Writivity Essentials #2: Researching for the Reflective Journal (Pt 1)

Welcome CSEC Visual Arts teachers and students to the second installment of the Writivity Essentials series.  Writivity Essentials #1 introduced to you the structure and requirements of the Reflective Journal and now the two part article Writivity Essentials #2 will focus on how to carry out research that will lead to the completion of the Reflective Journal. 

Part One – Research and the Simple Research Process (SRP)

At the end of Part One, you should be able to: 

  • Define the term research and understand its relevance to visual arts 
  • Identify and understand the Simple Research Process (SRP)
  • Provide a definition of the term plagiarism

What is Research?

Research is a step-by-step process of finding information that is then used to solve a problem, or answer a complex question. The information discovered from your research is to be organised into a body of writing which you (the student) will then present as your Reflective Journal. Students may wonder what the connection between research and Visual Arts may be? One way to identify such a connection is to consider the work of the National Gallery of Jamaica (NGJ). 

The NGJ is a museum and professional research institution that is mandated to collect, document, preserve and promote Jamaican and other Caribbean Art as well as promote our artistic heritage for the benefit of present and future generations. The NGJ considers it important to conduct visual arts research because it provides the basis to analyse artworks in relation to wider social, cultural, political, and historical phenomena. Conducting visual arts research is the gateway to understanding an artwork or developing an idea. Ultimately, doing visual arts research for your Reflective Journal will deepen your understanding of the theory, techniques, artists, and themes specific to the Expressive Forms that you will explore.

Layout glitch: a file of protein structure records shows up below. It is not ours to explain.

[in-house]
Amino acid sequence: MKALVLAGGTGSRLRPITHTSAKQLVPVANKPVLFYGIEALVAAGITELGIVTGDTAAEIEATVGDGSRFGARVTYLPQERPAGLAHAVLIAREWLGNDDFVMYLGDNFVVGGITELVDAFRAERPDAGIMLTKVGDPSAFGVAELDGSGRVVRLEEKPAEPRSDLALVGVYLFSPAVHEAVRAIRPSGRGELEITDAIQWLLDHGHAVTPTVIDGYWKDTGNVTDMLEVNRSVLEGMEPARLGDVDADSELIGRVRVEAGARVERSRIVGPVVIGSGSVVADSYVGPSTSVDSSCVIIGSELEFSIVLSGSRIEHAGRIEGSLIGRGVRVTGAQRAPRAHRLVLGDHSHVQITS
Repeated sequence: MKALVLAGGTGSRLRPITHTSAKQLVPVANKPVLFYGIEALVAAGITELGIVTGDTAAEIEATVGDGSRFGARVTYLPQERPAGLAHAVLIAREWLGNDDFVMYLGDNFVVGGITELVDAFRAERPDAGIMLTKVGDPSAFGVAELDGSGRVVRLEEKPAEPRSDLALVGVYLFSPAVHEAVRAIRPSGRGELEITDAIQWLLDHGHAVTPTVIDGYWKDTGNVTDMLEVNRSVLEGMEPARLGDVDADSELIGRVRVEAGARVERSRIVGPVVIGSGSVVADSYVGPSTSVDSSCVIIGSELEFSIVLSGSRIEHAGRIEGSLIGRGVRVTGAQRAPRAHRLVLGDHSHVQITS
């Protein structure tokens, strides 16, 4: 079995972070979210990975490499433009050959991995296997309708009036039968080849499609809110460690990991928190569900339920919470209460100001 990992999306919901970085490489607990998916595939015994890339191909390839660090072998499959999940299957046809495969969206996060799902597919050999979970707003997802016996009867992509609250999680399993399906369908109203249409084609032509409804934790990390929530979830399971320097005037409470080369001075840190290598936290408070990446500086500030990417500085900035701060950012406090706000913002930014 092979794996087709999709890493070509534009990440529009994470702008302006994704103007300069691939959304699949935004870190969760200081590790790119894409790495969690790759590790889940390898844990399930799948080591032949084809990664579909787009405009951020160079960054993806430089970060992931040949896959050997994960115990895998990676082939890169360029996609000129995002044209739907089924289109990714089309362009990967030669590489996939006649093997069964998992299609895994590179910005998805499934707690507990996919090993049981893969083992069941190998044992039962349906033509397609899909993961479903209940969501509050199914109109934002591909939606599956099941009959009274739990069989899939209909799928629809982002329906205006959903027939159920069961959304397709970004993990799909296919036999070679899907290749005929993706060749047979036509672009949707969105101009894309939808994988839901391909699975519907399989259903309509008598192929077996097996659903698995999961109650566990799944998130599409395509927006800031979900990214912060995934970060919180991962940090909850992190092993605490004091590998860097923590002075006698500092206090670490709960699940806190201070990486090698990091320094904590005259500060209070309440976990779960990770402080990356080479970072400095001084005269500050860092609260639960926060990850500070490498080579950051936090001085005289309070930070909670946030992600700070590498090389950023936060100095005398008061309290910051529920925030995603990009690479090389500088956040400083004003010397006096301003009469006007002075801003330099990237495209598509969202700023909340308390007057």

Identifying and Understanding the Simple Research Process (SRP) 

In any subject area or field of inquiry, you can use as few as five (5) steps or as many as 12 steps to complete research. As a CSEC Visual Arts candidate, it recommended that you use what is known as the Simple Research Process (SRP). This is a research approach that can be customized to consist of five simple steps that will aid you to answer your research question(s) or solve your problem statement(s). These steps are described below:

  • Step 1
    Identify the major research question(s) to be answered, or problem statement(s) to be solved in order to complete your research. In some instances, you may have to identify both research question(s) and problem statement(s) to complete your research.
  • Step 2
    Find and list only sources of information which can assist you to answer your research question(s) and or solve your problem statement(s).
  • Step 3
    After you have listed all the relevant sources that will assist in addressing your research question(s) or problem statement(s), document only the information from the sources which can assist you to answer your research question(s) and or solve your research problem statement(s).
  • Step 4
    Examine the information collected, so that you can confirm that:
    1. The information you have collected is accurate.
    2. The information you have collected will answer your research question(s) and or problem statement(s).
  • Step 5
    Use all accurate information which you have collected to answer your research questions and or solve your research problem(s), once that is done, incorporate answer(s) into the structure or the organization of your research paper.